matics, and modern languages, of philosophy, 
including metaphysics and psychology, his- 
tory, economics, political science, and litera- 
ture; he will have had abundant opportunity 
to interest himself in college activities and 

[12] 



THE REPLY OF THE TRUSTEES 

athletics, and he will not have been permitted 
to overdo in either. Best of all, this will have 
been done in an institution whose president, 
trustees, faculty, alumni, and undergraduates 
believe that the first office and duty of its 
training is to stimulate spiritual responsibility 
for the service of humanity. 

As to the limitation of numbers: It is, of 
course, necessary to limit numbers in accord- 
ance with our equipment and capacity for 
teaching in the most efficient manner. The 
teaching policy of the College is to have 
small groups of students. The last semester 
76 courses were given. Of these, 64 courses 
were taught to groups of 30 or less, namely, 
18 courses to groups of 20 to 30; 5 courses 
to groups of 15 to 20; II courses to groups of 
10 to 15; 15 courses to groups of 5 to 10; 
and 15 courses to groups of 5 or less. In 
only 1 2 courses were the groups larger, ranging 
from 31 to 54. The number 30 is arbitrarily 
chosen as a dividing line. There are few 
subjects that should be taught to as many as 
30 men. The ideal of Amherst is small 
numbers in the classroom and thorough 
teaching. 

We deem it desirable that the numbers 
remain in the neighborhood of five hundred, 

[13] 



THE REPLY OF THE TRUSTEES 

in order that the distinct atmosphere of a 
small college may be preserved, a number 
not too large for personal acquaintance of 
teachers with students, and of students with 
one another, not too small for esprit du corps 
and enthusiasm. 

Competitive examinations on all subjects 
we do not regard as the best method of testing 
candidates for admission. In view of differ- 
ences of preparation and opportunity, we 
take the best evidence obtainable whether 
canditates can do college work or not. 

Amherst is less solicitous about the size 
of its Freshman class than about the character 
of the Seniors it yearly graduates. It is as 
desirous to improve the work done by the 
lower third of a class as to lavish effort 
on the upper tenth. Hence our system of 
prescribed subjects and of major and minor 
courses, our raising of grades for passing in 
each course and for graduation, which has 
been advanced to a minimum of 70, on a 
scale of 100, after having been for several 
years at 65; our policy of small divisions, of 
examination at the end of each semester,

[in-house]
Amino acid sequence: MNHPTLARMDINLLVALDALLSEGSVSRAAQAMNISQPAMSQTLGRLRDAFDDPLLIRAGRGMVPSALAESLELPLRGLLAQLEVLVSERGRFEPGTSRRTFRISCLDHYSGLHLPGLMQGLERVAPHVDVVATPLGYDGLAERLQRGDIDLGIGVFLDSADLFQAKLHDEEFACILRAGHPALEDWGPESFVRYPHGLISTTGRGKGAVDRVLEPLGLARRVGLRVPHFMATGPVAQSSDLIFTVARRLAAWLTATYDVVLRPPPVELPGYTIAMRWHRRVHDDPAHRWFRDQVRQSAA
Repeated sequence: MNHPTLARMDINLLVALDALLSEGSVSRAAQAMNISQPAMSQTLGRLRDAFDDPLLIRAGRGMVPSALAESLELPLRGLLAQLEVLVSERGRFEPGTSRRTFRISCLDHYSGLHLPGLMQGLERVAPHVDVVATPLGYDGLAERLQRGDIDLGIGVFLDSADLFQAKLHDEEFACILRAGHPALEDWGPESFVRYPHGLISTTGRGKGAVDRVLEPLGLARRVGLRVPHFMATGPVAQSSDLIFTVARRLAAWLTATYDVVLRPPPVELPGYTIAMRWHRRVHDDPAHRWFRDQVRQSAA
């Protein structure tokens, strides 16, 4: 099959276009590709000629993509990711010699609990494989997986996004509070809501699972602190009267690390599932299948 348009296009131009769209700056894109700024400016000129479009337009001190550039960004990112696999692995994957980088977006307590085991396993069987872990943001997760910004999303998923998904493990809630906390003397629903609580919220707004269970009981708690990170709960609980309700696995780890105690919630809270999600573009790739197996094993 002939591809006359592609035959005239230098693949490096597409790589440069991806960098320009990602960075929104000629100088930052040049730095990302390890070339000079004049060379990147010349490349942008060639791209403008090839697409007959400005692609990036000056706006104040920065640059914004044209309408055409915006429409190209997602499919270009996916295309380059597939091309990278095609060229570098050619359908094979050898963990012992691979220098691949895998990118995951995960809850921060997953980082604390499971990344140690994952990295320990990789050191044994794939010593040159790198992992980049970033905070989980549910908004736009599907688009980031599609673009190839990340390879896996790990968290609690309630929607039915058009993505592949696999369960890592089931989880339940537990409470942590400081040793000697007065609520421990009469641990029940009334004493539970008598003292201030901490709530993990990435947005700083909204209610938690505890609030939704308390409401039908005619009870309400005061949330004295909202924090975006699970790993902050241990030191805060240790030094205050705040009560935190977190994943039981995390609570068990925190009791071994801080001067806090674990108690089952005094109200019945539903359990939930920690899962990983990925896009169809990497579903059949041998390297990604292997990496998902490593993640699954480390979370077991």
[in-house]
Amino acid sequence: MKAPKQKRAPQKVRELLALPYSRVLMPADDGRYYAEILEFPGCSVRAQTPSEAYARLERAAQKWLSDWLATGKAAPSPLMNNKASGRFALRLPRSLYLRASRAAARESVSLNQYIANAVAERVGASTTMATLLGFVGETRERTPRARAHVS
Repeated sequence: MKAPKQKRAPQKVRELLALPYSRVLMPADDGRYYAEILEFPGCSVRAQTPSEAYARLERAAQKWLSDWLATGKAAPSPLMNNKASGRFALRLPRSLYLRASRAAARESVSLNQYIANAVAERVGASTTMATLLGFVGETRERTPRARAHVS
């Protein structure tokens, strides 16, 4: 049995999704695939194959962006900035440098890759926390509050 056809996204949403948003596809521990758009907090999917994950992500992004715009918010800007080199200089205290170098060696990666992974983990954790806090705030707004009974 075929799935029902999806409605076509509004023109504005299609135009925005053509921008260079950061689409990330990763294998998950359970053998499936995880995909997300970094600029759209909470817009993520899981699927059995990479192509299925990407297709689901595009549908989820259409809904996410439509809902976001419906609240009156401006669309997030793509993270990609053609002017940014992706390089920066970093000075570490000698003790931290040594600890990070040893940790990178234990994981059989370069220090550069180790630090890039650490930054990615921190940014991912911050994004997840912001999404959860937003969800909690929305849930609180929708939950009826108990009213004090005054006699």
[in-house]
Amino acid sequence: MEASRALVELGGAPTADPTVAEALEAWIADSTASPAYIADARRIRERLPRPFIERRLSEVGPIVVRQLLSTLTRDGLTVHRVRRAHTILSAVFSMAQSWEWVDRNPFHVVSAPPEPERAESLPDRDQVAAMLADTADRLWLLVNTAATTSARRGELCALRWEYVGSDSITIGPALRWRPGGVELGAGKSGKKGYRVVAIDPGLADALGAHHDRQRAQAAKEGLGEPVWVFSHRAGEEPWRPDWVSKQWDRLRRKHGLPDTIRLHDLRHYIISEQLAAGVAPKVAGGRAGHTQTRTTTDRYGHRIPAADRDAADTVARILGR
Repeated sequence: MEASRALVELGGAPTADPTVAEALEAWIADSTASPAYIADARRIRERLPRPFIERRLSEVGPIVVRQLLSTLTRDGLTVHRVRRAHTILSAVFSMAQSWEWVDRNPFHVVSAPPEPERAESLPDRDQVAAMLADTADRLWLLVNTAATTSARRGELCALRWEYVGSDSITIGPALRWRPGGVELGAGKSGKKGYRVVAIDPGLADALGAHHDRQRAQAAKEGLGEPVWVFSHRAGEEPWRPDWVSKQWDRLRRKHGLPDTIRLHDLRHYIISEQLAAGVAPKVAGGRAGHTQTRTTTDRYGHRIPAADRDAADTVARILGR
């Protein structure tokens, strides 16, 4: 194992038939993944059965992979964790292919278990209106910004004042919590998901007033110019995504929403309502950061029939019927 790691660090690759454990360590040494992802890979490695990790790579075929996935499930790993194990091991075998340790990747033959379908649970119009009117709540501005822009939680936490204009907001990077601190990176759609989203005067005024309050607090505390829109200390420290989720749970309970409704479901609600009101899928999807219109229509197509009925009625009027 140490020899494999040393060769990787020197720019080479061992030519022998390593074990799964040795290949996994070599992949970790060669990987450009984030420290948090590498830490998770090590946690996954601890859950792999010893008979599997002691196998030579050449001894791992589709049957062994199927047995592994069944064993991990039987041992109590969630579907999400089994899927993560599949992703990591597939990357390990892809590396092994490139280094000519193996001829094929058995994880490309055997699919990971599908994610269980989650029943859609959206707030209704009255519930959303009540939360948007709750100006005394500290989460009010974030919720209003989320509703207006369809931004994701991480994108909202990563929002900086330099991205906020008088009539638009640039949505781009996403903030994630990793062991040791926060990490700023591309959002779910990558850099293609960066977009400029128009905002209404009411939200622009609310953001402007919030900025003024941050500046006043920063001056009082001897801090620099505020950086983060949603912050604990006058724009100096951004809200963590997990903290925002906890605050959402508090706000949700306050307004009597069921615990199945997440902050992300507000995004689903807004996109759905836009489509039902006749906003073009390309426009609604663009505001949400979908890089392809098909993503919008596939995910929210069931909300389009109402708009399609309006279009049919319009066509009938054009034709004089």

and of rigid scholarship requirements in case 
of participation in athletics and other outside 
activites. 

[14] 



THE REPLY OF THE TRUSTEES 

Such a course and such aims as have been 
outlined call for instructors free from anxiety- 
over their daily expenditure. It is the policy 
of the board to increase salaries until they 
are at a reasonable level. This policy has 
been practically pursued for several years. 
The sum of $400,000 has been applied in the 
last ten years to raising the salaries of pro- 
fessors, while at the present time we are 
engaged in securing a fund of $400,000, which 
is nearly completed, for the same purpose. 
We mean to have the best teachers, to put 
the emphasis on teaching more than on 
research, and to make the emolument such 
that teachers will not be enticed away. We 
do not think, however, that the College has 
no other needs. The faculty is unanimous 
in the opinion that there should be an increase 
in hbrary accommodations, that there should 
be another recitation hall, and more adequate 
administrative offices. 

In reply, then, or in response to the address 
of the Class of 1885 we would say that the 
curriculum offers the studies of a liberal 
education; that courses in classics, mathe- 
matics, modern languages, and science are 
required; that the choice of three-years, two- 
years, and one-year courses is from history, 

[is] 



THE REPLY OF THE TRUSTEES 

literature, philosophy, political science, and 
economics, as well as from classics and science; 
that the one degree of bachelor of arts only 
will be given; that the compensation of 
teachers has been increased and will be still 
further advanced ; that the number of students 
will not be arbitrarily fixed, but will be deter- 
mined by the provision for efficient teaching; 
that candidates will be selected according to 
evidence of their fitness to do good work; 
and that a high standard of scholarship is 
maintained. 



[i6] 



^D9-20m-7, i>y vAbi»o^s4 



RETURN TO DESK FROM WHICH BORROWED 

LOAN DEPT. 

This book is due on the last date stamped below, or 

on the date to which renewed. 

Renewed books are subject to immediate recall. 





RECEIVED BY 




JUL 1 B ^335 


IN STACKS 


1 

CIRCUUTION DEPT, 


NOV 271959 








REC'D L.D 




NOV 3 Ufa 








''lAY 1 8 1976 


1 






m,m -'''■'■ 




' :":iUMMi|i>y 




JUL 1 1 1985 




^mnQiaJDmr 




rMV.t?o»r.^'er -'^EjS'^'- 






UNIVERSITY OF CALIFORNIA UBRARY 







i^liMi